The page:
NEW YORK — More than a decade has passed since the last Matchbox Twenty album, so, fans can be forgiven for thinking it was the end of the line. That’s what Matchbox Twenty was thinking, too.
“We had pretty much come to terms that we didn’t think we’re ever going to make another record. We thought ‘North’ was the last record. Maybe we’d tour every few years, put out a song or two and kind of that’ll just be it,” says singer-songwriter Rob Thomas according to AP.
So fans can thank guitarist-keyboardist Kyle Cook for “Where the Light Goes,” the band’s 12-track album of new music — the first since 2012 — out this Friday. Cook floated the idea of giving fans who had waited through the pandemic a full album of fresh tunes.
As the album’s songs started coalescing, Thomas realized that they were on the sunny side, with nods to the ’80s throughout, like Peter Gabriel, T’Pau, Go West and Level 42. It was turning out to be a post-pandemic record, one of exuberance.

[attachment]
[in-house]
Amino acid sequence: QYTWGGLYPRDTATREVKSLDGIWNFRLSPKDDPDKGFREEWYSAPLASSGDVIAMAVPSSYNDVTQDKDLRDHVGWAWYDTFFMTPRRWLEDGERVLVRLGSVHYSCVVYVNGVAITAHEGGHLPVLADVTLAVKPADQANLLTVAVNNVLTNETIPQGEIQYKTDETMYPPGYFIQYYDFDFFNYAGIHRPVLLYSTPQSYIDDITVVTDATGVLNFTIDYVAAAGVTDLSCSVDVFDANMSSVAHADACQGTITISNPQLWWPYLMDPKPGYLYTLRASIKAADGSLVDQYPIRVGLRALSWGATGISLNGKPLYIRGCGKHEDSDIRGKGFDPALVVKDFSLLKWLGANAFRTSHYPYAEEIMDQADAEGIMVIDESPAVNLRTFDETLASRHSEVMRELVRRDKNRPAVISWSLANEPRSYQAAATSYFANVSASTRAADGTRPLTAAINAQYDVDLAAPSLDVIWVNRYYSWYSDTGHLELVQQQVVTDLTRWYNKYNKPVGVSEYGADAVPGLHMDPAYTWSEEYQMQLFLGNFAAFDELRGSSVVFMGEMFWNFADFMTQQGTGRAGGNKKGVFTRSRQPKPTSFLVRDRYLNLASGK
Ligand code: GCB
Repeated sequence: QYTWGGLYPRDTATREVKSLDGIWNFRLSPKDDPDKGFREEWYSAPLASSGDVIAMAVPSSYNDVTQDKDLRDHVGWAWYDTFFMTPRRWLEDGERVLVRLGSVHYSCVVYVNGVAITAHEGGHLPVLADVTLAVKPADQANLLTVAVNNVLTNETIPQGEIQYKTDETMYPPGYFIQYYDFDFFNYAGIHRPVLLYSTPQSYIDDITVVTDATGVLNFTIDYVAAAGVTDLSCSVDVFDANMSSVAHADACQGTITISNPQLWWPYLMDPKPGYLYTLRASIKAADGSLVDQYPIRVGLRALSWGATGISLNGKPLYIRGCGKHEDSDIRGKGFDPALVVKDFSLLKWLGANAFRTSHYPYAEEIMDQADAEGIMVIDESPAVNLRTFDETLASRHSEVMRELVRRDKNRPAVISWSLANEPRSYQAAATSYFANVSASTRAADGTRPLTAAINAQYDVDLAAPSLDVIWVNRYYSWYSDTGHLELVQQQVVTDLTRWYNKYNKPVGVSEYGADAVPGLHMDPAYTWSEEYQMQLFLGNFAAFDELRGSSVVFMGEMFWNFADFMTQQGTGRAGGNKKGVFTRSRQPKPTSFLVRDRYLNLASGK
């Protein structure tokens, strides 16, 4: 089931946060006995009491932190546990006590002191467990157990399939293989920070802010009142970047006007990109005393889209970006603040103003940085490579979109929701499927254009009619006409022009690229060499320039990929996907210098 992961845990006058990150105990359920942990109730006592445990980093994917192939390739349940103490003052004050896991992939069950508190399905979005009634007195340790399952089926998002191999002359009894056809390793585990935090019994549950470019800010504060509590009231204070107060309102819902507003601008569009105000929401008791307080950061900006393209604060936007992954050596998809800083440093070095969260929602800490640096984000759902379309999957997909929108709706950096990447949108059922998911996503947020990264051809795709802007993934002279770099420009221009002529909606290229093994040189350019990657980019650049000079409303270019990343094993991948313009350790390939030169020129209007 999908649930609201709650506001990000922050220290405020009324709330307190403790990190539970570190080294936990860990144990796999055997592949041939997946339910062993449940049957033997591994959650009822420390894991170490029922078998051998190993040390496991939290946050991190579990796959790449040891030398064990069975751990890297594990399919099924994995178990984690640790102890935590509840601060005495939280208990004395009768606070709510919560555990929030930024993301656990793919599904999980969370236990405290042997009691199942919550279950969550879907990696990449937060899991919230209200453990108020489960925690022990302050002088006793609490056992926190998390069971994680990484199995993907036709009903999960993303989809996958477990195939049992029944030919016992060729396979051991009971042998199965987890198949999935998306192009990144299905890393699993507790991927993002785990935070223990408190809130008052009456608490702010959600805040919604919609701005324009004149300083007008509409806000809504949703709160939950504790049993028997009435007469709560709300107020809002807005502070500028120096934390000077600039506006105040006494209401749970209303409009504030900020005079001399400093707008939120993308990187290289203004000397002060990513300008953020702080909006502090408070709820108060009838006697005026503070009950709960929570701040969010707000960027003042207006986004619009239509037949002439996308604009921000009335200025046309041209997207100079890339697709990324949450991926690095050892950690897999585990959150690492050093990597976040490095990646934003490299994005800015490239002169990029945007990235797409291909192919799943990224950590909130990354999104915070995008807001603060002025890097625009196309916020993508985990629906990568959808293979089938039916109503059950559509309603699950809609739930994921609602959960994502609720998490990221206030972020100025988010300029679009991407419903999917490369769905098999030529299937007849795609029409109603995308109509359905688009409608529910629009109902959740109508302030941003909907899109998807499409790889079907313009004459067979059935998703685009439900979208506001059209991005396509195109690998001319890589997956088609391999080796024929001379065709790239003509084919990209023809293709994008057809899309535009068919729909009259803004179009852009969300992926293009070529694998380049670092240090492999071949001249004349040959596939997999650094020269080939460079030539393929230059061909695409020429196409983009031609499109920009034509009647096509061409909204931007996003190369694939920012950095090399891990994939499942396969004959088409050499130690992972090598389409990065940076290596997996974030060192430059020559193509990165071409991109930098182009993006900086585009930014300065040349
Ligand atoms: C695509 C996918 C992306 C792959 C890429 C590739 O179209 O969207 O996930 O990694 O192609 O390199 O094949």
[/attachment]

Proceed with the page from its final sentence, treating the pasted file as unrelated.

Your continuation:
“We weren’t making a downer record. We weren’t making a pandemic record, and we weren’t making a cynical record,” he says. “This was a record about joy and optimism.”
From the opening song “Friends” — a bubbly, sing-along celebration — to the soaring, romantic “One Hit Love,” “Where the Light Goes” is a sunny collection from a band Thomas jokes “almost invented ’90s manufactured angst.”
The album’s second song, “Rebels,” nods to that change, with Thomas looking back at a younger man’s fire. “When you get angry with yourself/You blame the rebel that you sold out/Let go and be yourself right now.”
Thomas, whose signature growl fueled such hits as “Push” and “3AM,” explains that he’s gotten to the point in his life when it’s OK to pass the torch, that he doesn’t always need to be raging or worried that he sold out.
“I posit that that rebel inside of you is tired,” he says, laughing. “He’s raged on against the dying of the light, and now he would just maybe blog about it. Dude, you’ll be fine.”
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